** The last two are a ShoutOut to two real minor perennial candidates at British elections at the time the show was broadcast -- Bill Boaks, who usually stood as something like "Democratic Monarchist Road Safety White Resident", and Screaming Lord Sutch of the Official Monster Raving Loony Party (which, in their heyday of the 70s and 80s, proposed ludicrous policies. By the 2010s, a couple of them had actually been proposed and enacted by the government - [[HilariousInHindsight much like the reference to the abolition of slavery was implied to be]]).

to:

* FictionalPoliticalParty: Going hand-in-hand with the ElectionNight trope (above), the episode "Dish and Dishonesty" uses these, too, in its parody of British election conventions. After the constituent of rotten borough Dunny-on-the-Wold (consisting of nothing more than a tiny plot of land, many farm animals and only one voter) suddenly died, Prince Regent and Blackadder decide to run Baldrick as their own candidate and tip Parliament in their favor. Baldrick runs on behalf of the "Adder Party", a name which becomes much more appropriate when it turns out that Blackadder was both the borough's Returning Officer and lone voter after both died in freak "accidents". Other fictitious parties on the ballot included "Keep Royalty White, Rat Catching and Safe Sewage Residents' Party" and the "Standing at the Back Dressed Stupidly and Looking Stupid Party" (whose party line stands for "the compulsory serving of asparagus at breakfast, free corsets for the under-fives and [[TheTriple the abolition of slavery]]" - -- though the last one was just put in as a joke).
** The last two are a ShoutOut to two real minor perennial candidates at British elections at the time the show was broadcast -- Bill Boaks, who usually stood as something like "Democratic Monarchist Road Safety White Resident", and Screaming Lord Sutch of the Official Monster Raving Loony Party (which, in their heyday of the 70s and 80s, proposed ludicrous policies. By the 2010s, a couple of them had actually been proposed and enacted by the government - -- [[HilariousInHindsight much like the reference to the abolition of slavery was implied to be]]).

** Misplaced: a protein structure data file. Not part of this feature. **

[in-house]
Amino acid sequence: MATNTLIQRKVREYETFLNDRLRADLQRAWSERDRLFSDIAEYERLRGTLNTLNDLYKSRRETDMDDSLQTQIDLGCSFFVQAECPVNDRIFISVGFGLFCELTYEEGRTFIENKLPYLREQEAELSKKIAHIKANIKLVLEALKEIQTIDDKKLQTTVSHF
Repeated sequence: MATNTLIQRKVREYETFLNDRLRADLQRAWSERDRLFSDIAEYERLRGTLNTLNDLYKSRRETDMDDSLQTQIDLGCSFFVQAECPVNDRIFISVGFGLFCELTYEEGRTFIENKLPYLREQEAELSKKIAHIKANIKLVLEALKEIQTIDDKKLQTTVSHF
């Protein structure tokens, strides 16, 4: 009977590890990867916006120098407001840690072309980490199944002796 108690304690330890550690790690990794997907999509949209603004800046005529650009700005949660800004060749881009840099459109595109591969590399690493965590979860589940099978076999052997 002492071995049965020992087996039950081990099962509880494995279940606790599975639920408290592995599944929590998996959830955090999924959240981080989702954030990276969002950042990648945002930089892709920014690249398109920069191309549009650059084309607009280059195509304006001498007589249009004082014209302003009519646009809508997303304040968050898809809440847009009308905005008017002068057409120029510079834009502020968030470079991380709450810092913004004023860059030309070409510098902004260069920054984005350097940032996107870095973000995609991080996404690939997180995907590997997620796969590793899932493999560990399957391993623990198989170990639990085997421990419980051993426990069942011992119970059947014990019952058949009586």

* ThePiratesWhoDontDoAnything: One plot in 'Dish and Dishonesty' revolves around Edmund getting the Member of Parliament with the worst attendance record -- Sir Talbot Buxomley, MP for Dunny-on-the-Wold -- to turn up to work and vote in the Prince Regentís (Read: Edmundís) favour. Edmund recalls that the one time Sir Talbot did manage to attend the House of Commons ďHe passed water in The Great Hall and passed out in the Speakerís chair.Ē [[note]]It would have been better if he'd done it the other way round. Sleeping in Parliament, even in debates, was not uncommon right up until it was televised in the 1980s (and for a short time afterwards. The Speaker's chair, meanwhile is equipped with a chamber pot and curtains to accommodate exactly the need in which Sir Talbot found himself. Admittedly it's intended for the use of the Speaker, without whose presence Parliament can't sit but still.[[/note]]

to:

* ThePiratesWhoDontDoAnything: One plot in 'Dish and Dishonesty' revolves around Edmund getting the Member of Parliament with the worst attendance record -- Sir Talbot Buxomley, MP for Dunny-on-the-Wold -- to turn up to work and vote in the Prince Regentís (Read: Edmundís) Regent's (read: Edmund's) favour. Edmund recalls that the one time Sir Talbot did manage to attend the House of Commons ďHe "He passed water in The Great Hall and passed out in the Speakerís Speaker's chair.Ē " [[note]]It would have been better if he'd done it the other way round. Sleeping in Parliament, even in debates, was not uncommon right up until it was televised in the 1980s (and for a short time afterwards. The Speaker's chair, meanwhile is equipped with a chamber pot and curtains to accommodate exactly the need in which Sir Talbot found himself. Admittedly it's intended for the use of the Speaker, without whose presence Parliament can't sit but still.[[/note]]



* RichIdiotWithNoDayJob: Lord Topper and Lord Smedley[[spoiler: - The Scarlet Pimpernel]].